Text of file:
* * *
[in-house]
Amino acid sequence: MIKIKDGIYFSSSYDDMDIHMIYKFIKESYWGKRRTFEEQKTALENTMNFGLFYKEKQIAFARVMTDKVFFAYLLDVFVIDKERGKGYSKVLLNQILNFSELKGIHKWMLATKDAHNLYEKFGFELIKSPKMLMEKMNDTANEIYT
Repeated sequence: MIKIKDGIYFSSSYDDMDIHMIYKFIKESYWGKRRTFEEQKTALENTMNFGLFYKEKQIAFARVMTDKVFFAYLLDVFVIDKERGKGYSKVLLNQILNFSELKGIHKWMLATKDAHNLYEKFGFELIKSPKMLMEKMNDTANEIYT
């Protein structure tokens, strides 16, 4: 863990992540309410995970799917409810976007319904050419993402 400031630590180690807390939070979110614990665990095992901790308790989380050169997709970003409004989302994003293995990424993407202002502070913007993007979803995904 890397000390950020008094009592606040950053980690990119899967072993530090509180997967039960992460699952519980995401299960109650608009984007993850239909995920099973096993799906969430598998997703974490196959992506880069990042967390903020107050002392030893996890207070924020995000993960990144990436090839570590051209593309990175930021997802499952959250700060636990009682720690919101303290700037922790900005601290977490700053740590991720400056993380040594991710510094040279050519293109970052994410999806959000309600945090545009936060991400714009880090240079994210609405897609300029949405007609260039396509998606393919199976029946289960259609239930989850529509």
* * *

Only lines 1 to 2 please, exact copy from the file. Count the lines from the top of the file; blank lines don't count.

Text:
[in-house]
Amino acid sequence: MIKIKDGIYFSSSYDDMDIHMIYKFIKESYWGKRRTFEEQKTALENTMNFGLFYKEKQIAFARVMTDKVFFAYLLDVFVIDKERGKGYSKVLLNQILNFSELKGIHKWMLATKDAHNLYEKFGFELIKSPKMLMEKMNDTANEIYT